|Scotch Sheep Dog
|Obedient, affectionate, friendly
|Tendency to bark
|This breed has an around average probability of having health issues in its lifetime, hence it is one of the more affordable breeds to insure.
It is likely that the Border Collie’s ancestors came to the British Isles with the Romans, who introduced sheep herding to the Celtics. The earliest known artistic depiction of a dog similar to a Border Collie is in Thomas Bewick’s wood engravings in the pre-1800 work The History of Quadrupeds.
The Border Collie dog as we know it today, however, didn’t come into existence until 1893 with the birth of the stud dog Old Hemp, who is credited as the progenitor to the Border Collie breed, and in 1901 with the birth of his son, Old Kep.
Originally called the “Scotch Sheep Dog”, the breed originated in Northumberland, Scotland and is descended from landrace collies, widely found across the British Isles. The name “Border Collie” most likely came from the breed’s place of origin along the border of England and Scotland.
The breed was introduced into Australia by James Lilico of New Zealand in the 1890s, who imported working dogs from the UK.
Today, Border Collies are one of the most accomplished breeds in various competitive sports and are very successful as police dogs, search and rescue dogs and some have even been trained as seeing-eye dogs.
Border Collies are medium sized, muscular dogs.
They have thick, weather-resistant double coats which come in two types: smooth and rough. The rough coat is longer and feathered, while the smooth coat is shorter and coarser.
Both coat types come in a variety of colours and patterns, with black and white being the most popular.
Their eye colour is usually brown or blue, but some (especially merles) often have two different coloured eyes. Their eyes have an intelligent expression and an intense gaze.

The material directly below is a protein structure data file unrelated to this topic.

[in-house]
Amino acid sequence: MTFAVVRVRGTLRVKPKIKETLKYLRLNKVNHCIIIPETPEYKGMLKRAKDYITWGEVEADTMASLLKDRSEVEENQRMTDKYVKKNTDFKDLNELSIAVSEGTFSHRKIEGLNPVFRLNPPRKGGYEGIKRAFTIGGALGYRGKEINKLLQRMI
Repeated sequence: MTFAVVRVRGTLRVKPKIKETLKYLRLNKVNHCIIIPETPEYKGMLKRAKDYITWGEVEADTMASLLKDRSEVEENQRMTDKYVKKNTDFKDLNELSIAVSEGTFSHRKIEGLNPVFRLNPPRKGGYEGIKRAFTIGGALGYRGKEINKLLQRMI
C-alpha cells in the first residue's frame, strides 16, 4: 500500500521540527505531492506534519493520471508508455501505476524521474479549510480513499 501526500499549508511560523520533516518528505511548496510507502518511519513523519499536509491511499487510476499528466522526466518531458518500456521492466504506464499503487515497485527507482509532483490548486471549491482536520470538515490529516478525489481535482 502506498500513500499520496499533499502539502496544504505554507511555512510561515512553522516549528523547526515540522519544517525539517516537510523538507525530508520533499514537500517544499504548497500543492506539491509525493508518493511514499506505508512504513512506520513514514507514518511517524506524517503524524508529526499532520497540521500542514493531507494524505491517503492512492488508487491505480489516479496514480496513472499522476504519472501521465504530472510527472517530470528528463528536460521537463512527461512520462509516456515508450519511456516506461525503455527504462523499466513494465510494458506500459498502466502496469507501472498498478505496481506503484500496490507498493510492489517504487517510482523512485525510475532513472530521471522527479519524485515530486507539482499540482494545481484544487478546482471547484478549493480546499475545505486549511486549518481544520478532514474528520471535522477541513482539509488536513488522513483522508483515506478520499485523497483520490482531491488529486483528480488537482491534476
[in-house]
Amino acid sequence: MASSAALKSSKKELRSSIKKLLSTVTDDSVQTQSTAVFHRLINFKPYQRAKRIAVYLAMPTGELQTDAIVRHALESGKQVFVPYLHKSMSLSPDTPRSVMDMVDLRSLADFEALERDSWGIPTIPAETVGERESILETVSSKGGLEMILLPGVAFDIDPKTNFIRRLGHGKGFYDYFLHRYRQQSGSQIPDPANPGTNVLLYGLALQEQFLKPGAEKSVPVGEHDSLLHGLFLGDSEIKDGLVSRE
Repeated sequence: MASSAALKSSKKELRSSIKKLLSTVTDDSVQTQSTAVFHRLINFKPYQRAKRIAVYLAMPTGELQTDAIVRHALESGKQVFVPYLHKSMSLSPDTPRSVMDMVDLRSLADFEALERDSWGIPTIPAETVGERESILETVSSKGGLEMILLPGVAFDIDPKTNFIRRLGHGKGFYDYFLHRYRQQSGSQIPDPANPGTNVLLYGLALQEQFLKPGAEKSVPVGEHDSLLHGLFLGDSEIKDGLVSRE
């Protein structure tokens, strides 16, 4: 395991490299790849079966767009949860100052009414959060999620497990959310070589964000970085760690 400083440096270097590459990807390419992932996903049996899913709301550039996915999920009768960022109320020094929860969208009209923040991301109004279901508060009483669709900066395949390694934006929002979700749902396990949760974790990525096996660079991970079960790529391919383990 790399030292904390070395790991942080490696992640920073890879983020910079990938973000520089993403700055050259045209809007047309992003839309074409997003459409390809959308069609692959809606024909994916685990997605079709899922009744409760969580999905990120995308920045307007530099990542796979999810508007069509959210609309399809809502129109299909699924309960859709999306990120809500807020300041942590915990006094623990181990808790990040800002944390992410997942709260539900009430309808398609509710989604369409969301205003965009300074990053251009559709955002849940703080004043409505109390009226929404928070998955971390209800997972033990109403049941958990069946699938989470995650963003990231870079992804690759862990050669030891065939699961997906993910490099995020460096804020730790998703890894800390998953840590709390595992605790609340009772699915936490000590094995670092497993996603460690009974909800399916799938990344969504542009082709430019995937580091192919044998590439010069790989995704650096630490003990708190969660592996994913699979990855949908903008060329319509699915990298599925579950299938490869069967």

Some Border Collies have pointy, erect ears, while some have dropped or semi-dropped ears.
|Male 17 to 20 kg, female 12 to 19 kg
|Male 48 to 56 cm, female 46 to 53 cm
|All colours, with black & white the most common
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Demanding, energetic and playful, Border Collies are amiable among friends, although they may be reserved with strangers.
Bred as working dogs, Border Collies thrive when having a job to perform, such as agility, herding or obedience work. They are workaholics who give 100%, can be demanding, and thrive on praise. They don’t like any kind of negative feedback and punishment is very hard for them to digest.
The Border Collie is frequently named the most intelligent dog breed and as such requires a lot of mental stimulation. They are eager to please and will be happy to show off all the tricks and skills you teach them. Not surprisingly, they are one of the most successful breeds in competitive canine sports and excel as police dogs, search and rescue dogs, and have even been trained as seeing-eye dogs.
Border Collies should not be left alone for too long with nothing to do. If their needs are not met, they can develop anxiety and can become destructive with some even becoming escape artists. If not given enough mental stimulation, they can develop behavioural issues like chasing lights and shadows to the point where they put themselves in danger.
Their chase and herding instinct is inbred and needs to be given a controlled outlet. They love chasing balls and would rather drop dead than stop chasing. Like many herding breeds, they are motion-sensitive and this can lead them to chase moving vehicles.
Because of their instinctive desire to herd, they are not ideal for families with other pets or young children, whom they will want to herd around!
It is not impossible, however, for them to happily coexist with other pets, particularly if they are raised together from a young age.
The Border Collie is a highly energetic dog with great stamina who needs ample physical activity as well as sufficient mental stimulation to keep its intelligent mind engaged.
Owners of Border Collies need to be prepared to dedicate around 2 to 3 hours every day to physical and mental exercise; a long, brisk walk every day is recommended. If you do not have the time to satisfy their needs, then a Border Collie may not be for you.
They need constant and assertive leadership. Thy are very quick learners and you will often find them doing brilliantly at dog sports like agility, nose work or fly ball.
Border Collie puppies should be socialised with other animals and people at a young age to prevent shyness.
Border Collies should do well on a high-quality dog food appropriate to the dog’s age (puppy, adult, or senior) and activity level.
Some dogs are prone to getting overweight, particularly if they are under-exercised, so carefully monitor your dog’s calorie consumption and weight level if this is the case.
Check with your vet if you have any concerns about your dog’s weight or diet.
Border Collies should be brushed or combed regularly (once or twice per week or more often if needed) to keep their coats gleaming, healthy and free of tangles and dirt, and only be bathed when necessary.
They are average shedders. During shedding season, daily brushing is required.
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